REPORT: CE Marking of Mylar foil balloons Definitions and Implications

CE Mark should be present on foil balloons, or on packaging at point of sale.Last year we were commissioned to write an objective report into toy safety standards and their impact specifically on Mylar foil balloons. The report was passed to NABAS (National Association for Balloon Artists and Suppliers), the balloon industry association in the UK in response to a flood of cheap poor quality products coming in from China.

The report set out to clarify the definitions of EU toy safety directives, specifically in relation to foil balloons, outlining the responsibilities for manufacturers, and sellers of product, and the implications.

The full report (18 pages, 1.2mb) can be downloaded here: CE Marking of Mylar Foil Balloons: Definitions and Implications

There were some interesting discoveries as a result of the investigation into the article:

  • Balloons that comply with the Law are typically manufactured within the European Union and the USA, whereas those that do not comply are typically made in China (and the far East). This also reflects on the physical quality of the products, with Chinese balloons deflating quickly due to poor seams from hand-sealing, and bad valves.
  • Anyone buying Chinese balloons for sale at fundraising events are directly liable to prosecution if something goes wrong. School PTAs are often caught in this legal trap without realising it, buying cheap Chinese balloons for selling on at school Fetes. The person bringing the product into the European Union (including the UK) takes on similar responsibilities of the manufacturer as if the product had been manufactured in the EU.
  • CE marking acts as a proof that the product has been adequately tested by the manufacturer (or importer), and is therefore safe as a toy product. Adding CE marking to balloons without evidence of testing,  would not provide any protection by law.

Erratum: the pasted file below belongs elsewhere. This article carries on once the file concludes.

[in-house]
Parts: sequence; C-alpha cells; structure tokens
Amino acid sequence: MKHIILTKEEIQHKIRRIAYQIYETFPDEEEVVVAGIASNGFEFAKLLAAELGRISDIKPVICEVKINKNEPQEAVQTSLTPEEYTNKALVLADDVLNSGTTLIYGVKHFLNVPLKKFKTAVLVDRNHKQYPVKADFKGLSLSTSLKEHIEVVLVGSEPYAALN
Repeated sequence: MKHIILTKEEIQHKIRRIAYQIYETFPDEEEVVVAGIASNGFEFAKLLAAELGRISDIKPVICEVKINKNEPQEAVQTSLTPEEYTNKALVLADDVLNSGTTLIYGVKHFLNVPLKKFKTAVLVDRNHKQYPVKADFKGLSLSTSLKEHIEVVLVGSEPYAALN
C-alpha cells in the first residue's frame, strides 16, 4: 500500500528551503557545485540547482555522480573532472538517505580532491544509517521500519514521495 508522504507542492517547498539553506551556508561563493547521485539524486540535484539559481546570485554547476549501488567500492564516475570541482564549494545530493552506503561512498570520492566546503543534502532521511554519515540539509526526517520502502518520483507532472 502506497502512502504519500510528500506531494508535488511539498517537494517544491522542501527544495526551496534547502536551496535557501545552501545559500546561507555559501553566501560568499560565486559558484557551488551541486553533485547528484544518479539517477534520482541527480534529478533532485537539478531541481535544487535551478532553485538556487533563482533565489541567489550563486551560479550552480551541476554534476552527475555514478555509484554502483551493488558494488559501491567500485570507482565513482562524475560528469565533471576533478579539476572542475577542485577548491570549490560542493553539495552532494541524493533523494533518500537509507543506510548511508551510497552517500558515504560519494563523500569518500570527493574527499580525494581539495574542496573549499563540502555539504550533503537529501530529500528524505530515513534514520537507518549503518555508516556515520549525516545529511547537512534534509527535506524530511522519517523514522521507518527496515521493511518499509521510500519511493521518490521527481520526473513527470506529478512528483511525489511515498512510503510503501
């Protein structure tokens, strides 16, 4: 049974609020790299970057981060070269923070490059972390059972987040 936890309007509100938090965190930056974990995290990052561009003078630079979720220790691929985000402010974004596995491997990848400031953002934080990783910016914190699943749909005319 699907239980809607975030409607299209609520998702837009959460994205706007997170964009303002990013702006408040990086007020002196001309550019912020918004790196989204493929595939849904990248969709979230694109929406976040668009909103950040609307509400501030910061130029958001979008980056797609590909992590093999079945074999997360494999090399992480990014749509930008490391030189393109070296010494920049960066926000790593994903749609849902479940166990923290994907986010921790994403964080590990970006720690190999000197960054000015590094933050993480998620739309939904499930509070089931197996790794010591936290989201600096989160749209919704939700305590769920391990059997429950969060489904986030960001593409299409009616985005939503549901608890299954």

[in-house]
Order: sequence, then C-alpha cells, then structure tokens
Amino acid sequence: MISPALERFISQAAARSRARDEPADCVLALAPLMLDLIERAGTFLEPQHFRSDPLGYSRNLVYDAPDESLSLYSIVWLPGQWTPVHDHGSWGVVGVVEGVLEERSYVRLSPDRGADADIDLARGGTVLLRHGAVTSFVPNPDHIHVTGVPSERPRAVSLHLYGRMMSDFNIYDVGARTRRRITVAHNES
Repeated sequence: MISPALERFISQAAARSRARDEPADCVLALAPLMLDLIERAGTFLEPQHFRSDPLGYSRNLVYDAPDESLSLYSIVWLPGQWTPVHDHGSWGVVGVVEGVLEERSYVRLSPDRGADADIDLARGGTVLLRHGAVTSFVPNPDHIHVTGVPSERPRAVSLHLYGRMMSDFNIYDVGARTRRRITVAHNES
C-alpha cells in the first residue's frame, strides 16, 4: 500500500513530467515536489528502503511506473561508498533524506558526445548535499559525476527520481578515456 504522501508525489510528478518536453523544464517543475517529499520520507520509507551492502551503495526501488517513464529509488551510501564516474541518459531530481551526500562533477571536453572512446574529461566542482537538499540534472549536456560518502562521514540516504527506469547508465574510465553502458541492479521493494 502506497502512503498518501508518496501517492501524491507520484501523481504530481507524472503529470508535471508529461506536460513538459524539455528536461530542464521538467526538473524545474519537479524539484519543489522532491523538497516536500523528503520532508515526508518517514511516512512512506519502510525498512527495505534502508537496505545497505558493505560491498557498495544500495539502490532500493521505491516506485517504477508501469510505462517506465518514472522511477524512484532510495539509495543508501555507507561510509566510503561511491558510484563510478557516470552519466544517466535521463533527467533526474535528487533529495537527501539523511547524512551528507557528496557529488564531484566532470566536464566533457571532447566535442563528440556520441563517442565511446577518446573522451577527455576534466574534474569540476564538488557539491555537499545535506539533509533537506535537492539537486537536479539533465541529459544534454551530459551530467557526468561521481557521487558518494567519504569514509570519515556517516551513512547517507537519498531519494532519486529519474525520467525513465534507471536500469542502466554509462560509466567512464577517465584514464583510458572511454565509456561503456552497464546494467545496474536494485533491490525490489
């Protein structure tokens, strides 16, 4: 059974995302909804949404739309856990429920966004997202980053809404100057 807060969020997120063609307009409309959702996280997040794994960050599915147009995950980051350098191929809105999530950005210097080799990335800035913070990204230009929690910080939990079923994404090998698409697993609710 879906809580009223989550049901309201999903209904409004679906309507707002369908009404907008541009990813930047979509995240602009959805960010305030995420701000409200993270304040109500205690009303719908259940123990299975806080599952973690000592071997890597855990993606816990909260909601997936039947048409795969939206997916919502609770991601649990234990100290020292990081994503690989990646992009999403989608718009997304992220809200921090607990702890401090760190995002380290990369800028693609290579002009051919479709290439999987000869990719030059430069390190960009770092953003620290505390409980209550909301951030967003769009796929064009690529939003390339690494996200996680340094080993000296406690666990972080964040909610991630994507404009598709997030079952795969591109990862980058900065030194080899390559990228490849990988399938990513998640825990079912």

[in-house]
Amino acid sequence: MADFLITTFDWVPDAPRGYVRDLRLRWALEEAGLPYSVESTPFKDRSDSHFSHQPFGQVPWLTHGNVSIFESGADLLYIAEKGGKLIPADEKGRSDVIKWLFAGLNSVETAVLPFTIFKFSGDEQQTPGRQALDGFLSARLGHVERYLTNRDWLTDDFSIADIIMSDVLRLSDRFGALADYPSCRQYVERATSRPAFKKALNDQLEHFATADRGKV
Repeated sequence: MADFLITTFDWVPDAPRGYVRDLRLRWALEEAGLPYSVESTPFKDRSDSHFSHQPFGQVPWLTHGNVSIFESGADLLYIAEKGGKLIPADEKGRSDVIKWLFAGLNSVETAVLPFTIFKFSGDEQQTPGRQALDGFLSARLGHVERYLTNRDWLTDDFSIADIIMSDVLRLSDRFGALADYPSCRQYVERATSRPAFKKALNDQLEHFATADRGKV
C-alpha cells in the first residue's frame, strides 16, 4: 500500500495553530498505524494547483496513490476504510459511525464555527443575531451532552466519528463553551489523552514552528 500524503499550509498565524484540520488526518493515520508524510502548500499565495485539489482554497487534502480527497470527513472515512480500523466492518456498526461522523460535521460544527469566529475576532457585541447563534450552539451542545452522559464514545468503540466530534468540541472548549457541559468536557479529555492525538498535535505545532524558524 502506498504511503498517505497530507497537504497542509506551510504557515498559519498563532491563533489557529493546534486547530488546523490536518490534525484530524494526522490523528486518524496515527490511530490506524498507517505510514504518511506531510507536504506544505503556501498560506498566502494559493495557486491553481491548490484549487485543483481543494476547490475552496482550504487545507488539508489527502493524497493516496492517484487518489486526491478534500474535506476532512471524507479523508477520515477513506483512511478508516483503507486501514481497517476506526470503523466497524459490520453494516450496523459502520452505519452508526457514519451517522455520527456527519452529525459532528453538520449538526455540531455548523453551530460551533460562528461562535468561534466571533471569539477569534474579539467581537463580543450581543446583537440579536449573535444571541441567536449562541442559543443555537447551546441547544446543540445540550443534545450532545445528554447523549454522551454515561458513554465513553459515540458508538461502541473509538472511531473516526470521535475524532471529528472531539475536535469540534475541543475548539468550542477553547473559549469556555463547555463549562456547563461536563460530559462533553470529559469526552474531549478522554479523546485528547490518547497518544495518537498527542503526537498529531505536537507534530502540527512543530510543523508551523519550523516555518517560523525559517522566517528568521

• As Chinese balloons do not conform to EU Toy Safety Standards, they could be a health hazard, contain toxic inks with phthalates or carcinogenic compounds (with additional sources being high levels of insecticide used in these factories). With the manufacturer's details often missing, there is no traceability should something go wrong with the product, such as the danger of small children choking.

To provide a more concise summary of the report, we created a flyer that set out the main points of the report (2 pages, 253k) : Dangerous and Illegal Foil Balloons on sale in the United Kingdom

The report was written pre-Brexit, so are there any consequences from the vote? EU and UK laws are merged under a process referred to as harmonisation. It is expected that under the Brexit process, laws will mostly stay the same, with changes made on an individual basis as new requirements come to light. We can only see a situation where toy safety laws would tighten further in the future.

Actions against some online sellers such as Amazon and EBay are currently underway to remove non-compliant products from listings. It seems that these resellers are slow to act, breaking their own community guidelines because of their contemptuous approach, ignoring the dangers and health hazards that could be present in the product.

We hope that the reports have helped to gain a better understanding of toy Safety Laws with specific regard to foil balloons, and have contributed to removing dangerous toy products from the marketplace. We have been told of at least one successful case of Trading standards stepping in to remove Chinese "Walking Pet Balloons" from a major shopping centre, with evidence found that the products were being illegally sold to the public.

We may post a follow-up if further information about Amazon and Ebay's product listings come to light.

Further Reading:

See above for report links.

British Standards Institute - European standards and the UK:

By Brent C Stevens - (C) 7 October, 2016, Ecobion Labs

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